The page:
The Collation

Research and Exploration at the Folger

Posts Categorized: Fellows

Folger-Penn Press interview and excerpt: Megan Heffernan, Making the Miscellany

In 2015, The Folger Shakespeare Library and the University of Pennsylvania Press established a cooperative agreement to publish volumes emerging from work substantially shaped by engagement with the Folger collections, often under the aegis of Folger Institute funding. Authors published under the agreement address topics and methodological approaches as broad as those of the collections and research activities of the Folger itself.… Continue Reading

Facial Misrecognition

A guest post by Wan-Chuan Kao  Oliver Sacks, who brought to popular awareness many cognitive conditions that are simultaneously debilitating and fascinating—such as visual agnosia, of which face blindness is one type—observes that “our faces bear the stamp of our experiences and our character”; and “it is with our faces that we face the world, from the moment of birth to the moment of death.”… Continue Reading

Birds, Beasts, Maps, and Books: The Search for Richard Daniel, Esquire

A guest post by Danielle Skeehan Even before research libraries shut down in March 2020, digitization efforts had already changed how we access archives and how we can do research. From the comfort of my home, I can do a keyword search in Readex, EEBO, Shaw-Shoemaker, and other databases, and access thousands of results in seconds. But, of course, digital archives cannot replace the valuable feedback and support provided by archivists, library staff, your fellowship cohort, and often the fellow sitting next to you in the reading room.… Continue Reading

Making rum in unexpected places

Note from the editors: we are testing a new image viewer in this post, and there are some bugs still to work out. If any of the images aren’t loading for you and you see a blank box instead, try clearing your browser’s history/cache and refreshing the page. A guest post by Jordan Smith For many US-based academics, late February/early March marks the one-year anniversary of our last taste of normalcy.… Continue Reading

Balancing information and expertise: vernacular guidance on bloodletting in early modern calendars and almanacs

A guest post by Mary Yearl The first calendar printed as a book in Europe was also the first to contain a printed image of a bloodletting man.1 This point alone is indicative of the importance bloodletting played in medieval and early modern regimens of health. There were other medical approaches that would have occupied a more central place in every day care (e.g.,… Continue Reading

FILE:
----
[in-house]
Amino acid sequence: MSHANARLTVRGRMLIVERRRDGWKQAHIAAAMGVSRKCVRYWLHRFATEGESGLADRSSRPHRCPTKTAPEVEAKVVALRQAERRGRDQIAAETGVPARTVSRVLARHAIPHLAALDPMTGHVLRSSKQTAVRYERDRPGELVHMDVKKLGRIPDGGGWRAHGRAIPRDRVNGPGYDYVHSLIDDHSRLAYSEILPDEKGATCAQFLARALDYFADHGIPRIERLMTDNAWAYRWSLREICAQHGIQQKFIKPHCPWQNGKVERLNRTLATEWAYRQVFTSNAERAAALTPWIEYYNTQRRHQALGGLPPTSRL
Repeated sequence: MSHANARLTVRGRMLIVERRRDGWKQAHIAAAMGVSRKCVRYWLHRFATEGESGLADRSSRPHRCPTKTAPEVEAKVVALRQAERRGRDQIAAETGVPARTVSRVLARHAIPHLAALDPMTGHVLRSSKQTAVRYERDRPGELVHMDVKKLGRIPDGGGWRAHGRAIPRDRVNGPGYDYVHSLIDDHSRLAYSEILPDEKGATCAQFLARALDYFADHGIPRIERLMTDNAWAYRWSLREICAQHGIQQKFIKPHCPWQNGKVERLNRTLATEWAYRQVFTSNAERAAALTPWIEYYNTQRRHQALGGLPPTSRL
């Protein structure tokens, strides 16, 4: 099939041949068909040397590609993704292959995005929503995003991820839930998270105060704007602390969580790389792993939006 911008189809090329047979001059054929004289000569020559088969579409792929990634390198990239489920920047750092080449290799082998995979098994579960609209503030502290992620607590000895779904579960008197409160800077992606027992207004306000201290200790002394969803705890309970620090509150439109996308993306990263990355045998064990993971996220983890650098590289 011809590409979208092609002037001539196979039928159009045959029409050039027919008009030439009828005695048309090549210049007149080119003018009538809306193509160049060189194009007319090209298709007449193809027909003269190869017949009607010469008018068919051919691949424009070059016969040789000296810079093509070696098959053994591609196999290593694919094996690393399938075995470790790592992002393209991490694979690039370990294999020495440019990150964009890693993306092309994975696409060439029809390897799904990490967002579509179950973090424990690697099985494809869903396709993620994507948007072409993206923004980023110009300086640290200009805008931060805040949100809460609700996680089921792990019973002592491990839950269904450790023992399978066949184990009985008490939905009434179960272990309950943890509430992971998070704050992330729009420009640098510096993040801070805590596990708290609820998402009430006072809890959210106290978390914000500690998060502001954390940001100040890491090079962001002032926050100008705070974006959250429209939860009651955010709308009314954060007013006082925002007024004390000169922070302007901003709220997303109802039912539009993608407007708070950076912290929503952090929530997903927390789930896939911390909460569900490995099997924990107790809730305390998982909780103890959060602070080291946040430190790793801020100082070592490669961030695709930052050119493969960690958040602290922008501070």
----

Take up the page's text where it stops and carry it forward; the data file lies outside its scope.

Touching Tusser

A guest post by Andy Crow “As to the bindings, the plain crushed levant looks all right, but when you send me my copy, I would like it, please, in sheep—about the tint of a ripe chestnut. That is fittest for Tusser.” Rudyard Kipling, “Benediction” to Thomas Tusser, Five Hundred Points of Good Husbandry (London: James Tregaskis & Son, 1931) Rudyard Kipling’s request for a sheepskin-bound copy of Thomas Tusser’s Five Hundred Points of Good Husbandry was a request for a piece of the land.… Continue Reading

A Cacique By Any Other Name

… Or, Etymologies in Translation, from the Caribbean to London A guest post by Valeria López Fadul The word “cacique”—a leader or lord among the people of the Caribbean islands—first appeared in an English book in 1555.1 Richard Eden’s translation of Peter Martyr of Angleria’s The Decades of the Newe World of West India introduced the island of Haiti to English-language readers.… Continue Reading

Who was a refugee in early modern England? The “Poor Palatines” of 1709

A guest post by Jeremy Fradkin Today’s Collation post is a little bit different. It showcases materials held in archival collections at the British Library and the National Archives, both in the United Kingdom. It is the product of an exciting new kind of opportunity—a non-residential fellowship—offered by the Folger Institute at the Folger Shakespeare Library to its 2020-2021 Fellows. In May 1709, Queen Anne received an unusual petition from 512 men and women who were not her own subjects – at least, not yet.… Continue Reading

A guided tour of an incunabulum from 1478

A guest post by Sujata Iyengar Typography—the design of individual printed letter-shapes—makes printed books easier to read, and it can also shape our understanding and experience of the text and the content that an individual book contains. At first, early printed books imitated the layout and typography of scribal manuscripts. As this new medium—print—matured, however, printers, and even authors, learned how to use the affordances, or media-specific qualities, of printed sheets in order to indicate what kind of book they were creating, what kind of audience they were seeking, and even what kind of emotion they wished to evoke.… Continue Reading

2020-2021 Folger Research Fellows

The Folger Institute is pleased to announce our 2020-2021 cohort of Folger Institute Research Fellows. From the outset, we knew this year would be different. The Folger Institute marks its fiftieth anniversary this year, and the Folger Shakespeare Library is embarking on its major building project. While our Reading Room is closed, the Folger Institute remains committed to building community and supporting collections-based research, and to providing scholars with the resources they need to pursue and advance their work away from the Folger.… Continue Reading